Mordhaus wrote on Jan 13, 2012, 23:26:
Really, so you support plagiarism, copyright or patent theft, and you feel that you cannot put a price on intellectual capital?
As I said previously, you can rationalize it to yourself however you like; but in making that copy you took something that wasn't yours and that you did not pay for in any way, for your own use. You didn't create it, you copied the creation of someone else without reimbursing them for the effort they put into it. It doesn't matter if you would have bought it in the first place or not, you took something that didn't belong to you. Taking something that doesn't belong to you is...?
To get a little pedantic about it, you could take something from patent designs and make it to their spec. Unless something has changed, you would not be in violation of the law unless you tried to sell it or profit from it.
There's nothing stopping you from recreating each individual piece inside your vehicle...which are based on patent designs. Cost might be limiting you from doing so. But it was one of the ideas behind patents and such that you could reverse engineer something and try to find better ways to do something and patent it.
Now, they have all the clauses that supposedly prevent you from unlocking your phones or reprogramming your Xbox to have more functionality that intended. Especially if you sell them after unlocking/modifying them.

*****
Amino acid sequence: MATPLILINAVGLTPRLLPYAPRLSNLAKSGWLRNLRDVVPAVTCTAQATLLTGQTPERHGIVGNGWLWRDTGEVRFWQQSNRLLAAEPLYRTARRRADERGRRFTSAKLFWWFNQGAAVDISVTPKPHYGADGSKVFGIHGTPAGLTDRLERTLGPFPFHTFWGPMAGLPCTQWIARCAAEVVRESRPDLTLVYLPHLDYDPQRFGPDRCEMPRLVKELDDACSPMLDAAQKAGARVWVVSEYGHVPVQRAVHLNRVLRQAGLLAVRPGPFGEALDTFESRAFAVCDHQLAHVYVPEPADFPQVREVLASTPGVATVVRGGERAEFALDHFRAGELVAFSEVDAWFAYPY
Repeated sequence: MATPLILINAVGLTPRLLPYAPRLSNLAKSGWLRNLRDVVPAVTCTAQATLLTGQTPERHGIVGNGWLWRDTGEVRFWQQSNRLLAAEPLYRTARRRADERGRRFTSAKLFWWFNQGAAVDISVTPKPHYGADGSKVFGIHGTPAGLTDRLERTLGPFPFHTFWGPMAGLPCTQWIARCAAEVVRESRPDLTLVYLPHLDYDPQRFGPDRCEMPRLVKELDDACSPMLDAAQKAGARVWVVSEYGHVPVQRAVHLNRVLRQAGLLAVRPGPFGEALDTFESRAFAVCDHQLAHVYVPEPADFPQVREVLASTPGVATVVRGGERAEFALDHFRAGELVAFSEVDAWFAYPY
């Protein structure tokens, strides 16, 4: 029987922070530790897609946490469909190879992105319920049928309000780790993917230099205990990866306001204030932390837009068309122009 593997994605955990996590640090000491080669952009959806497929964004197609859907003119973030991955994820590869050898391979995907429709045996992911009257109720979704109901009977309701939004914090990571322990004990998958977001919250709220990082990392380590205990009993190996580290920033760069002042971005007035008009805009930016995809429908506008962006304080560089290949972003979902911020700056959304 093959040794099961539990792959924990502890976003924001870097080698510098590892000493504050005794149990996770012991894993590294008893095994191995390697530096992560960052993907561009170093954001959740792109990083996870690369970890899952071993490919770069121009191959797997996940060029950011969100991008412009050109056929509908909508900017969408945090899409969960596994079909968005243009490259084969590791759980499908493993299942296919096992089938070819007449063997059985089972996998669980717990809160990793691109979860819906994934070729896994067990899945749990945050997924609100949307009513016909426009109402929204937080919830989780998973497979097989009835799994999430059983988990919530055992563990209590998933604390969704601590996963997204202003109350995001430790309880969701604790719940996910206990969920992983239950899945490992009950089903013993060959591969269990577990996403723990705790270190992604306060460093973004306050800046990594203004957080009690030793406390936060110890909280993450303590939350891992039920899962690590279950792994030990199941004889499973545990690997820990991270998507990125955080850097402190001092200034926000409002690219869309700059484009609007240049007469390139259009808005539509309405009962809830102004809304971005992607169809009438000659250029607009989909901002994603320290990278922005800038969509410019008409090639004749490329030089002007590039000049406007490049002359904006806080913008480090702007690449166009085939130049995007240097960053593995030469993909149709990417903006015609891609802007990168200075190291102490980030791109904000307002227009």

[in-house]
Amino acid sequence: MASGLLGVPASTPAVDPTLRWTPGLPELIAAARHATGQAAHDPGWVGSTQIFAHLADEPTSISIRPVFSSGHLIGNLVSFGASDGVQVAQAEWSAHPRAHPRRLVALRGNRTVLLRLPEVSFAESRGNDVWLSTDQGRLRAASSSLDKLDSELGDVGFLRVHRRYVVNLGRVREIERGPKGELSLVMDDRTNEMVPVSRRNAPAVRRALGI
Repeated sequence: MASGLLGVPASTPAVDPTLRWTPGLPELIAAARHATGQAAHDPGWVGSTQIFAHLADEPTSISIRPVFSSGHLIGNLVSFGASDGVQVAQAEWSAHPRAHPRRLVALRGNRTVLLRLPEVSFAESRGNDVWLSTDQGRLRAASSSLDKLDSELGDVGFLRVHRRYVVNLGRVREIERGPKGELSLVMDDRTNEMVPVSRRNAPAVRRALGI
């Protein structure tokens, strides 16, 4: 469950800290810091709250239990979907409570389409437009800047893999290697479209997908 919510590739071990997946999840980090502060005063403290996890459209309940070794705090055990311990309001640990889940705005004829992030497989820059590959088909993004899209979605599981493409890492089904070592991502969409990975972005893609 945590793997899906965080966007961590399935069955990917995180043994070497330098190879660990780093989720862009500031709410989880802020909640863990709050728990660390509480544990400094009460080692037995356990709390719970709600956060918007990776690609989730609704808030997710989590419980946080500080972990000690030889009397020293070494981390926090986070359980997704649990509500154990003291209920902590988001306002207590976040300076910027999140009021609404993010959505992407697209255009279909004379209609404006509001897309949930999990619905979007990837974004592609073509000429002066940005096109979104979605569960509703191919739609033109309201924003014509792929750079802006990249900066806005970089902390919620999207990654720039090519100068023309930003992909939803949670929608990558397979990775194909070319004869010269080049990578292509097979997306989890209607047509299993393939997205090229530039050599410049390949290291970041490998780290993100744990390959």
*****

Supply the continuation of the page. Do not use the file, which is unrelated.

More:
So I don't agree that not paying the original designer of a product that you could just make one yourself that ended up better or cheaper than buying off the shelf is against the law or requires rationalization.
Now applying it to books, media, etc. I agree that they should be afforded protection and copying them is easier and much cheaper than say making a replica of a vehicle. But changing it's format should not be considered a different product. IE, If I have a DVD of a movie and I want a ripped version on my computer....I should be able to do that. But right not, by law, you have violated the DVD copyright protection measures in doing that....they even took software down that allowed you to do this although I don't recall the name of it. So you've broken the law, even though you should be entirely within your rights to transfer the product you own to a different format for consumption by yourself.
Same goes for sitting down and typing an copying a book you own and making an ebook. They would probably try to bust your ass for this, even though technically you should be able to media shift it. They just wouldn't believe that you did that on your own....even if you had the software/hardware setup to automate it. They would probably be able to successfully get you for copyright infringement, even though you never sold it or let anyone see it (even if they did own copies, you'd still be in trouble).
It's just a crazy situation having to pay multiple times for the same thing. And the "digital" version of things being more expensive than the non-digital and less restricted versions of them. Digital right now = costs more. When it should be costs less and sell more. Individual authors are catching onto that, the big publishers are not.....and it's in their best interest to sell high because they keep an absorbent fee something like 75-90% of the book price whether it's digital or paper.
I imagine it's much the same for the game publishing houses....and it's certainly so for the movie industry where nothing ever makes money despite all the money it brings in.